There is also a Thai version of bánh xèo called Khanom bueang Yuan (Thai: ขนมเบื้องญวน). It is offered by some street vendors and is available at many Bangkok restaurants serving Thai or royal cuisine. The most common filling in Thailand is a minced mixture of shredded coconut, roasted peanuts, shrimp, salted radish and fried tofu and served with bean sprouts and sweet cucumber relish.

Similar Dishes[edit]


  1. ^ Quynh Chau Pham, Vietnamese: Vietnamese-English, English-Vietnamese, Insight pocket travel dictionary. "Bánh xèo rice pankakes."
  2. ^ Ottolenghi, Yotam - Plenty: Vibrant Vegetable Recipes from London's Ottolenghi 2011 "Bánh xèo - In 2007 I visited Hanoi with my friend, Alex Meitlis, and found myself squatting in the dingiest of family-run street kitchens, experiencing the best food I've ever tasted."
  3. ^ Lucy Nguyen-Hong-Nhiem - A Dragon Child: Reflections Of A Daughter Of Annam In America Page 13 2004 "She loved to cook our favorite dishes, bánh xèo and bánh khoái. This is a dish that Vietnamese in the US call "happy pancakes". They are called bánh xèo: bánh is cake; xèo is the sizzling noise of the batter when it is poured into a hot ..."
  4. ^ "Bánh Xèo Recipe (Crispy Vietnamese Crêpes / Pancakes)". Hungry Huy. 2015-02-23. Retrieved 2021-03-18.
  5. ^ "Vietnamese crepes with pork and shrimp recipe - banh xeo". SCMP Cooking | South China Morning Post. Retrieved 2021-03-18.
  6. ^ Giac Mo Viet: Bánh xèo đặc sản Cần Thơ Archived 2018-10-11 at the Wayback Machine, Accessed October 10, 2018
  7. ^ NPR Inc.:Banh Xeo (Sizzling Crepes), Accessed October 10, 2018.
  8. ^ VIETNAM.COM. "Banh Xeo: Through the Years". VIETNAM.COM. Retrieved 2023-03-21.
  9. ^ VIETNAM.COM. "Banh Xeo: Through the Years". VIETNAM.COM. Retrieved 2023-03-21.
  10. ^ "Banh Xeo: A Guide to the Vietnamese Pancakes | Vietnamnomad". 2023-02-01. Retrieved 2023-03-21.
  11. ^ "The Evolution of Bánh Xèo: A Street Food History | Saigoneer". saigoneer.com. Retrieved 2023-03-21.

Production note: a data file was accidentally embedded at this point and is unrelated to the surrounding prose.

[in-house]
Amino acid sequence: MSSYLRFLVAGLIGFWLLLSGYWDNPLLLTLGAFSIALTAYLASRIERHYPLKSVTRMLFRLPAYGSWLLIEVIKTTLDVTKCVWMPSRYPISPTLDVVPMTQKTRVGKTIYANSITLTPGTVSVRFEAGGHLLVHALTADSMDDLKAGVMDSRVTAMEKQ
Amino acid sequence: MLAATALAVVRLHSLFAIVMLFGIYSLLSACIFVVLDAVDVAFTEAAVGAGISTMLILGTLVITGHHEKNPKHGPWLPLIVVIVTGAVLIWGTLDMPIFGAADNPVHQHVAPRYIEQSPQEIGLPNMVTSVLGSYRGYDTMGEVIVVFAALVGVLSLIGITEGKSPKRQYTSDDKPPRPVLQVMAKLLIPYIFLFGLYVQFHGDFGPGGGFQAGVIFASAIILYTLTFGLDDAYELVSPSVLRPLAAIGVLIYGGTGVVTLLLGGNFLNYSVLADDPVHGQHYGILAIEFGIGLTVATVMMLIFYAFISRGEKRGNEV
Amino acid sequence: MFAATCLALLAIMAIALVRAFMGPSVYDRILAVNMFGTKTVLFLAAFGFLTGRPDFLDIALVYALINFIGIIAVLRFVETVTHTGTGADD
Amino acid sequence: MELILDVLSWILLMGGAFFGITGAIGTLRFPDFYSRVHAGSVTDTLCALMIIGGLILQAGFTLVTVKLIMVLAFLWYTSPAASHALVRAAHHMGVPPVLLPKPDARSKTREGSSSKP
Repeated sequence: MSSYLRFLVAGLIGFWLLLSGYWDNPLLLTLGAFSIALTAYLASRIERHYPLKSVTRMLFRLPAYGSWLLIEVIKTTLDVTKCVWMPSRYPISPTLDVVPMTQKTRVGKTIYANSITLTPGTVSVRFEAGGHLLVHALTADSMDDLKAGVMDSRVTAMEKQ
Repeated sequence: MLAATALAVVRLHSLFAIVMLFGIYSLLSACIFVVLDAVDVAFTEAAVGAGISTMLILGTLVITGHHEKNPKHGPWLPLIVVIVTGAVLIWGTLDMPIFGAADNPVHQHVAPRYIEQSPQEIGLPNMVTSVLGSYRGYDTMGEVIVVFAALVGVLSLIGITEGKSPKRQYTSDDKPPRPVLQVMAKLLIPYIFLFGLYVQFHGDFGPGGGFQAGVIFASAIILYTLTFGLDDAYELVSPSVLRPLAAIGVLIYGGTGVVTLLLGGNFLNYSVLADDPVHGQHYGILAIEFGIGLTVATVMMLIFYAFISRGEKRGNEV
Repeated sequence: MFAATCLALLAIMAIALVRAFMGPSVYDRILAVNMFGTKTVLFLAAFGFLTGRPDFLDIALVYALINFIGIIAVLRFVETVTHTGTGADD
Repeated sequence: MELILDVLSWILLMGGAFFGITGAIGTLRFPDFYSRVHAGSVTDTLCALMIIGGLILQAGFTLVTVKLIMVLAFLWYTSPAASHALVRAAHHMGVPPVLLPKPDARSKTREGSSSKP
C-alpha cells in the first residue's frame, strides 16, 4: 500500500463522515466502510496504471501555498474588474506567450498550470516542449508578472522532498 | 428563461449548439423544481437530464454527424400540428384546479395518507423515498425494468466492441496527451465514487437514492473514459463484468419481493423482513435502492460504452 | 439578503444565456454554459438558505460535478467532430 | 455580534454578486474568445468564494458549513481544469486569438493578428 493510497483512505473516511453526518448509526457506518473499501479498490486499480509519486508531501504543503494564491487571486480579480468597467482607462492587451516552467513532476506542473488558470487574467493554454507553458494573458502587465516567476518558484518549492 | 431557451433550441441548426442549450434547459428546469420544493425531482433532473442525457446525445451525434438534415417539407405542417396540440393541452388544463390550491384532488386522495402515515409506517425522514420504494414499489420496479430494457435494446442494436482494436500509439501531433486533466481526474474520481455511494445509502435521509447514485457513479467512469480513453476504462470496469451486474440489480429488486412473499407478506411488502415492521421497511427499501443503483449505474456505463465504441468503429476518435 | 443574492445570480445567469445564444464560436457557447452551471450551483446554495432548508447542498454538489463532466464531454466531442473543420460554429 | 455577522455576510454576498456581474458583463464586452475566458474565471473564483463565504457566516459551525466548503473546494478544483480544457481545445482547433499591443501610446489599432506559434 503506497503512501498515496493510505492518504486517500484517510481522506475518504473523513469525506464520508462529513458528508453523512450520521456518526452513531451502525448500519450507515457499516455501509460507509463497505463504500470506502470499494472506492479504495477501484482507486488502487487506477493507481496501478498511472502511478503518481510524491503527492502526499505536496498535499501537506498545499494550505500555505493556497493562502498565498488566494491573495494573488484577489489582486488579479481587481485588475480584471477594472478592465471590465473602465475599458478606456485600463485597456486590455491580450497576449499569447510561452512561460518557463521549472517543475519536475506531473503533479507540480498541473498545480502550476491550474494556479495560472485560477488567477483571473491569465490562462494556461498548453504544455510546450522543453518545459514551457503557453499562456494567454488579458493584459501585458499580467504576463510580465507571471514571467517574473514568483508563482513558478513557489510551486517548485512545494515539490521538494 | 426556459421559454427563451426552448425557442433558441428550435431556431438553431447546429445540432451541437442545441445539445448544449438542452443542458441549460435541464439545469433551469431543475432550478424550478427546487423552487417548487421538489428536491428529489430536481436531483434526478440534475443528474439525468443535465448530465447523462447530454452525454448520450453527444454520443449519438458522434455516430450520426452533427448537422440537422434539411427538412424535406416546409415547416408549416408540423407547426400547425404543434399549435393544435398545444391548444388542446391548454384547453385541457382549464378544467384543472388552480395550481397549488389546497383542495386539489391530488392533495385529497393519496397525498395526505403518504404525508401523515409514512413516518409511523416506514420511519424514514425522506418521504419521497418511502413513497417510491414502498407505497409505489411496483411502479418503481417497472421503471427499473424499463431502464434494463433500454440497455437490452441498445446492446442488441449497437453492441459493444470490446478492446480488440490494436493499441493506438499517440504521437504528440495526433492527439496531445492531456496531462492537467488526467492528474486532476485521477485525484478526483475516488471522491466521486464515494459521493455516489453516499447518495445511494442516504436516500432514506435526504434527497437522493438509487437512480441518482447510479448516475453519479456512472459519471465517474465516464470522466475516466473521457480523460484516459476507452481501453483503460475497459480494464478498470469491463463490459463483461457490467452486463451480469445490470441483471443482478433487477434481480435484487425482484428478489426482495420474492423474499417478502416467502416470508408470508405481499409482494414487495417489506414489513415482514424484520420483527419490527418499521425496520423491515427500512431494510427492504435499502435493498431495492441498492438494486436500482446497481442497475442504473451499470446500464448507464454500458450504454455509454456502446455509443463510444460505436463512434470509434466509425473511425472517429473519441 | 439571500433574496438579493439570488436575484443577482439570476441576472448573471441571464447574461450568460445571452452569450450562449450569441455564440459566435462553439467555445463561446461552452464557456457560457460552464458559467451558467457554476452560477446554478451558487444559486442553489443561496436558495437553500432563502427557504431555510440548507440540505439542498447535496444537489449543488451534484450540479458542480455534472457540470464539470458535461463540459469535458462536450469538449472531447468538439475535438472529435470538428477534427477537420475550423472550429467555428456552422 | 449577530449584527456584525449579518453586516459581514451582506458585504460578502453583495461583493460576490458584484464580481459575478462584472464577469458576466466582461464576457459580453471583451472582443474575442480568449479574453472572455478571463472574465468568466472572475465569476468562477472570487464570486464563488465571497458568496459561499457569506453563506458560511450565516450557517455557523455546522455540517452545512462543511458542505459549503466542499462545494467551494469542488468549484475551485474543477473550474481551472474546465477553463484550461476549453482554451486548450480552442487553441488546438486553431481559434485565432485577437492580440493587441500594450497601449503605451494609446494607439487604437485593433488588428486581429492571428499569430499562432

12. ^ "Bánh Xèo (Vietnamese Crepe)". Shef Cuisines 101. Retrieved 2023-03-21.
  13. ^ "The Evolution of Bánh Xèo: A Street Food History | Saigoneer". saigoneer.com. Retrieved 2023-03-21.
  14. ^ "The Evolution of Bánh Xèo: A Street Food History | Saigoneer". saigoneer.com. Retrieved 2023-03-21.
  15. ^ "Vietnamese Foods: Banh Xeo in Ho Chi Minh City". i Tour Vietnam. Retrieved 2023-03-21.
  16. ^ "Banh Xeo: A Guide to the Vietnamese Pancakes | Vietnamnomad". 2023-02-01. Retrieved 2023-03-21.
  17. ^ baodaknong.vn (2022-03-21). "Bánh khoái là bánh gì? Cách phân biệt bánh khoái và bánh xèo". Báo Đắk Nông điện tử (in Vietnamese). Retrieved 2024-02-16.
  18. ^ VnExpress. "Lý giải tên gọi bánh khoái của người Huế". vnexpress.net (in Vietnamese). Retrieved 2024-02-16.
  19. ^ danviet.vn (12 May 2023). "Bánh xèo, bánh khoái... vào top những món bánh ngon ở Đông Nam Á". danviet.vn (in Vietnamese). Retrieved 2024-02-16.
  20. ^ VnExpress. "Ba lần ăn bánh khoái cửa Thượng Tứ". vnexpress.net (in Vietnamese). Retrieved 2024-02-16.
  21. ^ "Không ăn món này khi tới Huế là bạn đã sống uổng 1 đời" (in Vietnamese). Retrieved 2024-02-16.
  22. ^ Ngoc, Lân Pham (2019-02-28). Cha Vô Danh: De père inconnu (version vietnamienne) (in French). Editions L'Harmattan. ISBN 978-2-14-011532-5.
  23. ^ ONLINE, TUOI TRE (2016-06-08). "Ăn bánh khoái Thượng Tứ xứ Huế". TUOI TRE ONLINE (in Vietnamese). Retrieved 2024-02-16.
  24. ^ Phan, Thuận An (1997). Huế đẹp, Huế thơ (in Vietnamese). Nhà xuất bản Thuận Hóa.
  25. ^ thanhnien.vn (2004-10-28). "Bánh khoái Thượng Tứ". thanhnien.vn (in Vietnamese). Retrieved 2024-02-16.
  26. ^ thanhnien.vn (2015-03-31). "Về Huế nhớ ghé bánh khoái Thượng Tứ". thanhnien.vn (in Vietnamese). Retrieved 2024-02-16.
  27. ^ "Vietnamese pancake". 2024-01-29. Retrieved 2024-02-16.
  28. ^ NLD.COM.VN. "Bánh khoái của người câm". Báo Người Lao Động Online (in Vietnamese). Retrieved 2024-02-16.
  29. ^ Brouwer, Andy (2010). To Cambodia with Love: A Travel Guide for the Connoisseur. Phnom Penh: ThingsAsian Press. p. 15. ISBN 978-1934159088. Retrieved 17 July 2017.
  30. ^ Murray, Bennett. "Rasmey's restaurant makes a mean banh chao". Phnom Penh Post. Retrieved 17 July 2017.